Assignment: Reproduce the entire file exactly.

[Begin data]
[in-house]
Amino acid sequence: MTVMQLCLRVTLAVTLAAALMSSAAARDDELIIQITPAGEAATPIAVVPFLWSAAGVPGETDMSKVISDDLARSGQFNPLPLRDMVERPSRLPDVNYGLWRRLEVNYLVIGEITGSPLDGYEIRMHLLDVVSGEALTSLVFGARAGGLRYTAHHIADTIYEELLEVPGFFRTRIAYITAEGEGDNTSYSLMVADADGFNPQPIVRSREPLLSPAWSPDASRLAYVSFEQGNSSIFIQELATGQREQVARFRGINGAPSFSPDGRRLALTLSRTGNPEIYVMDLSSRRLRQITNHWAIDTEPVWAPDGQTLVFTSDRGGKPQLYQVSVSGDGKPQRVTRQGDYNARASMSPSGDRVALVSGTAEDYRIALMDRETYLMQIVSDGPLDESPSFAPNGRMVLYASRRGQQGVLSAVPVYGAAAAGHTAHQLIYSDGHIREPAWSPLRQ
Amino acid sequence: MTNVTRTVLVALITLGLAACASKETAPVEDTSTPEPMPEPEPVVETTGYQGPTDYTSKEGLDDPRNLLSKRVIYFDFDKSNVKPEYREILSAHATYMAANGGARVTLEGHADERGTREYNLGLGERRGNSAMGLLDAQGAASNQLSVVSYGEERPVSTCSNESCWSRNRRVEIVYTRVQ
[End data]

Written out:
[in-house]
Amino acid sequence: MTVMQLCLRVTLAVTLAAALMSSAAARDDELIIQITPAGEAATPIAVVPFLWSAAGVPGETDMSKVISDDLARSGQFNPLPLRDMVERPSRLPDVNYGLWRRLEVNYLVIGEITGSPLDGYEIRMHLLDVVSGEALTSLVFGARAGGLRYTAHHIADTIYEELLEVPGFFRTRIAYITAEGEGDNTSYSLMVADADGFNPQPIVRSREPLLSPAWSPDASRLAYVSFEQGNSSIFIQELATGQREQVARFRGINGAPSFSPDGRRLALTLSRTGNPEIYVMDLSSRRLRQITNHWAIDTEPVWAPDGQTLVFTSDRGGKPQLYQVSVSGDGKPQRVTRQGDYNARASMSPSGDRVALVSGTAEDYRIALMDRETYLMQIVSDGPLDESPSFAPNGRMVLYASRRGQQGVLSAVPVYGAAAAGHTAHQLIYSDGHIREPAWSPLRQ
Amino acid sequence: MTNVTRTVLVALITLGLAACASKETAPVEDTSTPEPMPEPEPVVETTGYQGPTDYTSKEGLDDPRNLLSKRVIYFDFDKSNVKPEYREILSAHATYMAANGGARVTLEGHADERGTREYNLGLGERRGNSAMGLLDAQGAASNQLSVVSYGEERPVSTCSNESCWSRNRRVEIVYTRVQ